Cook the Books – Gratin au Poisson Fumé (Smoky Fish Bake)



I was very pleased to receive Rachel Khoo’s The Little Paris Kitchen as a gift a couple of years ago. I haven’t seen any of the TV programmes on which this book is based but I have very much enjoyed reading the recipes, exclaiming over how pretty she is and coveting her vintage yet chic vibe. It’s probably a good thing that I haven’t seen her in action as I would probably be totally besotted. Her cooking is French classic with a modern twist; simple yet flavourful and I have bookmarked quite a few of her recipes to try.

Gratin_au_Poisson_Fumé_Smoky_Fish_BakeThis recipe for a Gratin au Poisson Fumé or Smoky Fish Bake came highly recommended by my friend C who gave me the book and rightly so. Rachel Khoo’s method of making béchamel is genius – taking the roux off the heat before adding the milk has resulted in a lump-free sauce every single time.

My only protest would be at the meagre quantity of fish – it is my opinion that 200g to feed up to 6 people is so stingy as to border on the penurious. At the weekend, we were 4 for lunch and I used 320g of smoked haddock fillets and 240g of lightly smoked salmon plus about 18og of raw prawns/shrimps (but these are full of water and cook down to nothing really) and there was perhaps a small serving spoonful left in the dish at the end of the meal. Normally, I buy a 320g Fish Pie Mix from Sainsbury’s  (my Local didn’t have any so I had to improvise with the fillets), but even then I tend to add an extra couple of salmon fillets and a packet of prawns to the mix. The thought of under-catering makes me feel quite anxious!

This is a lovely dish, comforting but not heavy in the way a fish pie can be and full of those deeply savoury, smoky fish flavours which marry so well with creamy sauces. A spoonful of grain mustard is also nice stirred into the béchamel while it cools as is a little chopped tarragon. You can also prepare it ahead so that all you have to do is pop it in the oven when your guests arrive. We had the gratin with roasted beetroot and a green salad using the delicious produce from my Sutton Community Farm veg box. Rachel suggests that leftover vegetables from a roast dinner can be added to the béchamel too, but I like to keep it simple with the fish and potatoes and usually serve it with a bowl of peas and a green salad.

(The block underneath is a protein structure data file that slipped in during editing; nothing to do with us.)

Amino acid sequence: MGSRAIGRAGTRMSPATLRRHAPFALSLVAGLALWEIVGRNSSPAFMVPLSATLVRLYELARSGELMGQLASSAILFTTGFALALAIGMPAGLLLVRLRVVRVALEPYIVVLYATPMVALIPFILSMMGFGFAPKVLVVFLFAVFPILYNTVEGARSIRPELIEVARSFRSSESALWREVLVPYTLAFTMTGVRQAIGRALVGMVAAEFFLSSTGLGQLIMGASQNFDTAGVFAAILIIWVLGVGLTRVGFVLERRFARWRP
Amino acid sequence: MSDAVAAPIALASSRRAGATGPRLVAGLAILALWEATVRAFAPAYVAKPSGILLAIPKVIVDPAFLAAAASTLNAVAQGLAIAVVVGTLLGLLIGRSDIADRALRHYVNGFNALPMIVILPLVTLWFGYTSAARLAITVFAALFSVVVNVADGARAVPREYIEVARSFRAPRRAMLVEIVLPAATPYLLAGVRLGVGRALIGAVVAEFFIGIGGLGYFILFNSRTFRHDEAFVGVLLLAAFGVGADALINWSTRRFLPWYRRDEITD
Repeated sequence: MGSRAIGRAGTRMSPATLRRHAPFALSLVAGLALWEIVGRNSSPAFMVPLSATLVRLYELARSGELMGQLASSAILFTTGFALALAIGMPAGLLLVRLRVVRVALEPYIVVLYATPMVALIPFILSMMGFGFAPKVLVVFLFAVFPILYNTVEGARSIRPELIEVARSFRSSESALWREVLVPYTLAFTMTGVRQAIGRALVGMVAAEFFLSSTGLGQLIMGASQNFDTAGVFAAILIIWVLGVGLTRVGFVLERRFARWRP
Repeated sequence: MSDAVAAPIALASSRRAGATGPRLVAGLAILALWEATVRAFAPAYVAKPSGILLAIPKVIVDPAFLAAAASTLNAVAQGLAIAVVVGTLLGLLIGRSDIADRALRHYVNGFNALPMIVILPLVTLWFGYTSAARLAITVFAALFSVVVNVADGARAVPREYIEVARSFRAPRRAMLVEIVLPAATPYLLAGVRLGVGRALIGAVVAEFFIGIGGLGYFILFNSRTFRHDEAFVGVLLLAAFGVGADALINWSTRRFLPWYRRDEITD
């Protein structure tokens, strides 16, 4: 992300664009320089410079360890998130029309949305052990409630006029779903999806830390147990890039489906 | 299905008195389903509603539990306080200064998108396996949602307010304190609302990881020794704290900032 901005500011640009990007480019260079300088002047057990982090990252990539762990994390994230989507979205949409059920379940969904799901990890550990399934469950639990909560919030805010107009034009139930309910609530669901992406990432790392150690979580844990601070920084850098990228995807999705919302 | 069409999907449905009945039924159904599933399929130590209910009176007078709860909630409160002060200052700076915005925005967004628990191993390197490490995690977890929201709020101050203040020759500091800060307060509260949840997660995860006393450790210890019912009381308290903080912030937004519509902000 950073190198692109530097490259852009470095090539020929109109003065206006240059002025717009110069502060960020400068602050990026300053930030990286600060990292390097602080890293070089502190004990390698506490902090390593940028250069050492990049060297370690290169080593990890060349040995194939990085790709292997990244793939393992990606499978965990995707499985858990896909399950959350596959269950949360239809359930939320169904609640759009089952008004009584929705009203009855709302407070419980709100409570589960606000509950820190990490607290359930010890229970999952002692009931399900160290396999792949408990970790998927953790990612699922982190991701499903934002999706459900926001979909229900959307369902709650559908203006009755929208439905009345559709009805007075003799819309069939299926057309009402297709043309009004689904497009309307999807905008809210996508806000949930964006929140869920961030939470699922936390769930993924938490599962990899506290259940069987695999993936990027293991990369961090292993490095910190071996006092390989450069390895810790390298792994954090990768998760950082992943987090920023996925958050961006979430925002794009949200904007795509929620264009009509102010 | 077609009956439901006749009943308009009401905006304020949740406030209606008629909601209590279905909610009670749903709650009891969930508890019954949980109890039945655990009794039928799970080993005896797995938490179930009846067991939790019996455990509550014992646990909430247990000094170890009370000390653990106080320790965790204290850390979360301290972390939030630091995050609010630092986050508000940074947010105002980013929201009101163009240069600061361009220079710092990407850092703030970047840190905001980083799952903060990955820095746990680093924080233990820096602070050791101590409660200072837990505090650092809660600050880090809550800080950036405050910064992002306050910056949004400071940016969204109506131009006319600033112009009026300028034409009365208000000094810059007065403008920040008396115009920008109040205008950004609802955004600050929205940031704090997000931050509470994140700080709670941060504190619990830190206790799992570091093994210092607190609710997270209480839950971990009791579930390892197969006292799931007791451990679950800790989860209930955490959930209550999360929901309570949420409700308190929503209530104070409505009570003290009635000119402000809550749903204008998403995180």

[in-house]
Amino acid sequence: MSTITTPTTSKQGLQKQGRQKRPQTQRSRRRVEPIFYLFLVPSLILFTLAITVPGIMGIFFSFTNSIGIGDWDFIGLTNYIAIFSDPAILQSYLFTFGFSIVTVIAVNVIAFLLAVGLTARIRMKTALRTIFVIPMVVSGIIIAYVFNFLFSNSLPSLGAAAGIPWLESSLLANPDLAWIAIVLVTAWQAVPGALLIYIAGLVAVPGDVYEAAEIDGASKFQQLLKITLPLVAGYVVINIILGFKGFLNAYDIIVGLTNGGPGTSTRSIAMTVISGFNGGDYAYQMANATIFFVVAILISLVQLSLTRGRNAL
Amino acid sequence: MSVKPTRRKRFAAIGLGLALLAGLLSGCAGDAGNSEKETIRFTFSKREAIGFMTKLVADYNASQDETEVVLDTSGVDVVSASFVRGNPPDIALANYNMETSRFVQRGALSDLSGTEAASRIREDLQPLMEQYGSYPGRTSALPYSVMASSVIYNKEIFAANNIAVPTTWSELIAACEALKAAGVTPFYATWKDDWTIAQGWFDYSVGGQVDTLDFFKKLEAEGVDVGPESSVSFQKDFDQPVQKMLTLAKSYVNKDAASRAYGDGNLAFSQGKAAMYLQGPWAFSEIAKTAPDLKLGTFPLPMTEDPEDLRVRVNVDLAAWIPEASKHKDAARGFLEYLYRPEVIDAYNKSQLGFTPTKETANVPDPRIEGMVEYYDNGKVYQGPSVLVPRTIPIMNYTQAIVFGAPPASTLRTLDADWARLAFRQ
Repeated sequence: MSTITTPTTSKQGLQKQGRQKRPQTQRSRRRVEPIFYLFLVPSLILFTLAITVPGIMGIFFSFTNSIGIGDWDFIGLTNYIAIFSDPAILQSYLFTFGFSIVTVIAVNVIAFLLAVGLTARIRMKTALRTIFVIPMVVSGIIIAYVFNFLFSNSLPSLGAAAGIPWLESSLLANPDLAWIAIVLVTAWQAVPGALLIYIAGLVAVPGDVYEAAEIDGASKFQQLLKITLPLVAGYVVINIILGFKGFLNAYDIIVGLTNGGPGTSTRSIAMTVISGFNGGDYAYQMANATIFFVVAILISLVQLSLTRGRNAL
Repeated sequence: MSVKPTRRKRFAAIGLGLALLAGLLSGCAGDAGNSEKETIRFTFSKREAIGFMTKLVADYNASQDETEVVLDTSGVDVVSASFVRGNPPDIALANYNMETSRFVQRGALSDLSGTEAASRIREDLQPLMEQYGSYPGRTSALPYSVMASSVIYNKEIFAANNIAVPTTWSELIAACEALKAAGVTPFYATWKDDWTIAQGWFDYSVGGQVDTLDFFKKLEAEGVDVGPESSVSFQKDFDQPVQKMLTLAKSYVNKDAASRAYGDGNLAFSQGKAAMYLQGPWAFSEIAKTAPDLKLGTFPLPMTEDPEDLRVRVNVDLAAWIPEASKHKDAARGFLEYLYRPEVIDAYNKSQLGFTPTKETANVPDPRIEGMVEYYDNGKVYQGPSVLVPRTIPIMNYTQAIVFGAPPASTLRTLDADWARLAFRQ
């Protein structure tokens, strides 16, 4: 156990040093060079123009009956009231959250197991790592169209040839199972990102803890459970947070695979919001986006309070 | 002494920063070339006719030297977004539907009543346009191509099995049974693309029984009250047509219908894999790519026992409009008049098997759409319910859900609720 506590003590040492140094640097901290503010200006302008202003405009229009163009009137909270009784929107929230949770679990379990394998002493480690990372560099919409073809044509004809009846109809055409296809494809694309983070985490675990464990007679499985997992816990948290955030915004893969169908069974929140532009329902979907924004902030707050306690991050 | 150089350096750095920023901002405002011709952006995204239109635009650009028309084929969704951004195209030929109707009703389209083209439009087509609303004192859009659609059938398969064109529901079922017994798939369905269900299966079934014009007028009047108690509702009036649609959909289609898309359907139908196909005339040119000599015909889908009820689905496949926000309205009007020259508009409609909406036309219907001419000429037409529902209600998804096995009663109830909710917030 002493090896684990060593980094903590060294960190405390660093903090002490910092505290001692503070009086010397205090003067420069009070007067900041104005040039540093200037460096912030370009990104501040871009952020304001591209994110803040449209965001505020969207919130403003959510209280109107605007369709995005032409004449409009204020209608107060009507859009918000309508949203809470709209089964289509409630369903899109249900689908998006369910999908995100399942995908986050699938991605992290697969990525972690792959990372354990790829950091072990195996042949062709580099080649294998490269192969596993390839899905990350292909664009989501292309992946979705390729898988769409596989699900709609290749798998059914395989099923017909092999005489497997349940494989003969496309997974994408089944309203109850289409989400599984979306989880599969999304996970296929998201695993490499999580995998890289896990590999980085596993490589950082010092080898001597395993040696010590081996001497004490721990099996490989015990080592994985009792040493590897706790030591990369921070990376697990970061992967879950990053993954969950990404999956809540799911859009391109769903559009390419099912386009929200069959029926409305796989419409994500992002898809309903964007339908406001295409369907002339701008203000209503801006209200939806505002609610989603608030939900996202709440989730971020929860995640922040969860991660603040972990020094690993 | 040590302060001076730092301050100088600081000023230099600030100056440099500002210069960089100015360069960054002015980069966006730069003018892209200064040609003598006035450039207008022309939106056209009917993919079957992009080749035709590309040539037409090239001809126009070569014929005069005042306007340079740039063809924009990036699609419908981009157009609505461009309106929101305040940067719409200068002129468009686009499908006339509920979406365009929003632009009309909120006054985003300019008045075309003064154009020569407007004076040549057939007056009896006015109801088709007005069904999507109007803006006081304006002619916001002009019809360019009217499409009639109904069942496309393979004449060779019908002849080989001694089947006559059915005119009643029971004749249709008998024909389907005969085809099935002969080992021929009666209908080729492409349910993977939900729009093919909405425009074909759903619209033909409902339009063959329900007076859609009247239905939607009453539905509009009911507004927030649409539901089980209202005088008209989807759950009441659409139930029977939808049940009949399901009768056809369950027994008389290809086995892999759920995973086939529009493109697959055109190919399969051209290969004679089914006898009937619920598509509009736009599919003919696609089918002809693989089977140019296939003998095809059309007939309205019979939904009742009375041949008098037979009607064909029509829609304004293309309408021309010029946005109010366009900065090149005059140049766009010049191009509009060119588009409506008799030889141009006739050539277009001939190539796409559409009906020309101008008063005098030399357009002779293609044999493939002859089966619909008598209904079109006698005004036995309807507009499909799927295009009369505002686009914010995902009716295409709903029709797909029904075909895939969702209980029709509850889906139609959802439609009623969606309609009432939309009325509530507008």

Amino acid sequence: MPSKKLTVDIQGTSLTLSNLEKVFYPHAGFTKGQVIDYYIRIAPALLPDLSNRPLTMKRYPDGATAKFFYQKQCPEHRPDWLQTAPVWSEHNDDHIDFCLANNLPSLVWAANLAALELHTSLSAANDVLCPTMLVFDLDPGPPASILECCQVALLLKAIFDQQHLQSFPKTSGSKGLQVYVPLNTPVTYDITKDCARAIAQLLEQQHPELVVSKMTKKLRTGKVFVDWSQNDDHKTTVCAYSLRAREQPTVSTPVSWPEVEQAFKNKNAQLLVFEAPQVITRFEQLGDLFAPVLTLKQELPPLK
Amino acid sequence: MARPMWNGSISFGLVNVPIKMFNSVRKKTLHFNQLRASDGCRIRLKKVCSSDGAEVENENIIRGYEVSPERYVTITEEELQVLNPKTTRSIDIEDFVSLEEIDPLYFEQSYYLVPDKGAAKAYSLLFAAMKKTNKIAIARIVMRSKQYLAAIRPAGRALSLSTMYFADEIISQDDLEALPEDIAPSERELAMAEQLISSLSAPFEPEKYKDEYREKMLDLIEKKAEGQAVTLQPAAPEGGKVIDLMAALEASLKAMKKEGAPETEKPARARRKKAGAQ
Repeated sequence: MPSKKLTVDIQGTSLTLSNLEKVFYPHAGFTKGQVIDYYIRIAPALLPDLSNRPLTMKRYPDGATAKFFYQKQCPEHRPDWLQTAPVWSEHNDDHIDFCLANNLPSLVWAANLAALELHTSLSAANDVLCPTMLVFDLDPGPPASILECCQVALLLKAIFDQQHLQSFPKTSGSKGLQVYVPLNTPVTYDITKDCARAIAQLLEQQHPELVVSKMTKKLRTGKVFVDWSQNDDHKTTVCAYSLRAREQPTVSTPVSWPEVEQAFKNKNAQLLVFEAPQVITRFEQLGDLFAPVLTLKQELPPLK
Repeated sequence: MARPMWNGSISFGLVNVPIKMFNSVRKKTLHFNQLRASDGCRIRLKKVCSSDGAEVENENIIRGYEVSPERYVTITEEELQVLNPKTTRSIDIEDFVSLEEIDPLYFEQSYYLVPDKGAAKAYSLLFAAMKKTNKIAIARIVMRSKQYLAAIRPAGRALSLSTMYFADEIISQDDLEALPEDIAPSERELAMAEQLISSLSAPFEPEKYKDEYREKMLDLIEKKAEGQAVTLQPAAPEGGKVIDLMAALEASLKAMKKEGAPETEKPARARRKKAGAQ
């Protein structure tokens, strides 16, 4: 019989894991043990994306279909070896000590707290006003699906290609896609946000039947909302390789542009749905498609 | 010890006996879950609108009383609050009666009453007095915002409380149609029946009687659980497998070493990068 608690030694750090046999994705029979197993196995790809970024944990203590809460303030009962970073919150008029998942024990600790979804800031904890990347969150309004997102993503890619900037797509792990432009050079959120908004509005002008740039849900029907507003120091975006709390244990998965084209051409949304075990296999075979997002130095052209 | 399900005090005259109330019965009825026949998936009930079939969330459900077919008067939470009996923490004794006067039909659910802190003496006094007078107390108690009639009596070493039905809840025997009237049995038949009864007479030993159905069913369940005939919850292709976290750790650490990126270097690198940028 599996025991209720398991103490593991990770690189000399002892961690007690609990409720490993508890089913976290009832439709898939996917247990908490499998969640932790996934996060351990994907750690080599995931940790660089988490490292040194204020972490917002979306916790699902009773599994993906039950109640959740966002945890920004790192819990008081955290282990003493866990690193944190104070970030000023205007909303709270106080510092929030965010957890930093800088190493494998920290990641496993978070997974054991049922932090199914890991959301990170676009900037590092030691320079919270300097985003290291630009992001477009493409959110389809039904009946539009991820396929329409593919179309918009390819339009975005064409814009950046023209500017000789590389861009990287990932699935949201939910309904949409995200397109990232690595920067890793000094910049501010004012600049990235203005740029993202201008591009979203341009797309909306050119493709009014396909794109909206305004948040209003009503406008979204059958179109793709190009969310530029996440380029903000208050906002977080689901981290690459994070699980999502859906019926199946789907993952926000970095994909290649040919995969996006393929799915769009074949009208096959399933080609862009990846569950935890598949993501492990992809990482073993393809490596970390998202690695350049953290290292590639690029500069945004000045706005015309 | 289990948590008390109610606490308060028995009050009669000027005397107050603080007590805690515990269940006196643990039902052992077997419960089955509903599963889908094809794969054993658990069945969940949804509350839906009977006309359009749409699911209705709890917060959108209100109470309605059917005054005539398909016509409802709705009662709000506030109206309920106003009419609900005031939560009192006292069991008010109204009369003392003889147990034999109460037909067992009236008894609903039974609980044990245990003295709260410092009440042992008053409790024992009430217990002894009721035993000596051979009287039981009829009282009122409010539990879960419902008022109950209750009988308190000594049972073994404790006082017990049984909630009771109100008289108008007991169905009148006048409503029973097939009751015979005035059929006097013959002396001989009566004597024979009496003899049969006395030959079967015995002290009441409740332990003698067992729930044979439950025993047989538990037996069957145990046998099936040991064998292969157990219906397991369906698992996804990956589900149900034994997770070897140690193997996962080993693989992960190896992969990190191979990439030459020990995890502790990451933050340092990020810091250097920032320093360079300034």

I have to apologise for my rather uninspiring photo of the finished dish. I had two ravenous teenagers  as well as my friend J round and I don’t think any of them would have been able to contain themselves while I got arty with food styling.  I managed to get a quick shot of it when it came out of the oven and that’s it. There wasn’t even enough leftover for me to style a plate but rather than not post it at all, I had to share as this is such a delicious recipe!


Put the potatoes on to boil

Gratin_au_Poisson_Fumé_Smoky_Fish_BakeMake the bechamel

Gratin_au_Poisson_Fumé_Smoky_Fish_BakeMix the fish, parsley and potatoes into the béchamel, then pour into an oven safe baking dish, scatter over the cheese and tomatoes and bake. Gratin_au_Poisson_Fumé_Smoky_Fish_Bake

Gratin au Poisson Fumé (Smoky Fish Bake)

  • Servings: 4
  • Difficulty: easy
  • Print

from The Little Paris Kitchen by Rachel Khoo

Serves 4


  • 750g (8-10 medium ones) potatoes, peeled and already cooked – you can use left over roast potatoes (if such a thing exists!)
  • 200g smoked haddock, skin removed (I used 320g smoked haddock; 240g lightly smoked  salmon fillets; 180g raw prawns/shrimps) or use a pack of 320g fish pie mix and a couple of salmon fillets
  • a handful of chopped parsley
  • a handful of grated cheese – use up odds and ends of cheeses like Mature Cheddar, Comté, Gruyere or Parmesan
  • a small handful of halved cherry tomatoes – my addition to the recipe


  • 30 g butter
  • 30g flour
  • 500 ml milk (lukewarm – 2 mins in the microwave worked for me)